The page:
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Ann Epidemiol. 2003 Nov;13(10):712-20.

Lifestyle risk factors and chronic kidney disease.

Author information

1
Epidemiology Branch, National Institute of Environmental Health Sciences, Research, Triangle Park, NC 27709, USA. vupputu1@niehs.nih.gov

Abstract

PURPOSE:

To examine the effects of lifestyle risk factors such as alcohol consumption, cigarette smoking and body mass index (BMI) on the development of chronic kidney disease.

METHODS:

We used a case-control study of 554 hospital cases and 516 age, race, and gender-matched community controls. The main outcome measure was newly-diagnosed chronic kidney disease, assessed by chart review. Self-reported history of alcohol consumption, smoking, and BMI as well as other co-variables were obtained during telephone interviews. Logistic regression models assessed the association between lifestyle risk factors and chronic kidney disease and were adjusted for important co-variables.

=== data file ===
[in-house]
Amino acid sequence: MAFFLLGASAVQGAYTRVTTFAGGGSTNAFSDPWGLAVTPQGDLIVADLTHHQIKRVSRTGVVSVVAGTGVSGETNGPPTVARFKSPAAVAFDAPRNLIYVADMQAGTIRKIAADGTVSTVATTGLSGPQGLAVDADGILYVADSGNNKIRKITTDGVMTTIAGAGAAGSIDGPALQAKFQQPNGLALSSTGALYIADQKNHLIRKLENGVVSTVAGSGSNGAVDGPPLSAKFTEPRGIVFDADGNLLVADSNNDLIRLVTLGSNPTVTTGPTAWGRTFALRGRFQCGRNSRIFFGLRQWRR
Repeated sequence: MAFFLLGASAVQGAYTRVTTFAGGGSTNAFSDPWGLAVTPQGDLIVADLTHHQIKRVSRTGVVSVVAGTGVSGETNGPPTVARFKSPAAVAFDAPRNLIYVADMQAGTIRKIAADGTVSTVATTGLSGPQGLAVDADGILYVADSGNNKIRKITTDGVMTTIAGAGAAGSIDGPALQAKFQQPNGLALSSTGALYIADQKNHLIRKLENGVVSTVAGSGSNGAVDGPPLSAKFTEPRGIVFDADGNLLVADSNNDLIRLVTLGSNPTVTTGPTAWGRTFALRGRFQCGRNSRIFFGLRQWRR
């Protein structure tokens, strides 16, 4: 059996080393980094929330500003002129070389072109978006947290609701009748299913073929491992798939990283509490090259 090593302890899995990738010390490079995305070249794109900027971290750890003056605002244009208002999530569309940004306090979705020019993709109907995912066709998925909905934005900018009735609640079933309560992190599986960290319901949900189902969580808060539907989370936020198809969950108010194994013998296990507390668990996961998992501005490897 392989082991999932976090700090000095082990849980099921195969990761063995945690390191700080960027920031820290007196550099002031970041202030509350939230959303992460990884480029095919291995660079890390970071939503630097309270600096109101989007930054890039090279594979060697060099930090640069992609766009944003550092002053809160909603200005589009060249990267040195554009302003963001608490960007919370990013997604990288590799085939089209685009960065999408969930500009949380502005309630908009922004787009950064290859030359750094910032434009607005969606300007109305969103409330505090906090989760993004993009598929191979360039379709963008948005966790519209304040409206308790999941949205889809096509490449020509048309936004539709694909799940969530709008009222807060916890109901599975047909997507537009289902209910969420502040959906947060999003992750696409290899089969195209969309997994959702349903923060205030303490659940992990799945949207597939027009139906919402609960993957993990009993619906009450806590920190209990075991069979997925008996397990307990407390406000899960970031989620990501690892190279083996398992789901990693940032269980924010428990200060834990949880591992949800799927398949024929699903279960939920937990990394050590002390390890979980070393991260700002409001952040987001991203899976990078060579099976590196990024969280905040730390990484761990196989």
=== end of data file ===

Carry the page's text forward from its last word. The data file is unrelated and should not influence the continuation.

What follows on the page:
RESULTS:

We found no significant associations between alcohol consumption and chronic kidney disease, with the exception of moonshine, which resulted in an increased risk of chronic kidney disease (including all subtypes). The effects of smoking on chronic kidney disease were inconsistent, but pointed to no appreciable excess risk among smokers. Increasing quartiles of BMI were positively and significantly associated with nephrosclerosis (ORs [95% CI]: 2.5 [1.0-6.0], 2.8 [1.2-6.8] and 4.6 [1.8-11.6], for the second, third, and fourth quartiles of BMI, respectively).

CONCLUSIONS:

Our study revealed a significant positive association between BMI and nephrosclerosis. We did not find an increased risk of chronic kidney disease associated with alcohol or cigarette smoking.

PMID:
14599736
[Indexed for MEDLINE]

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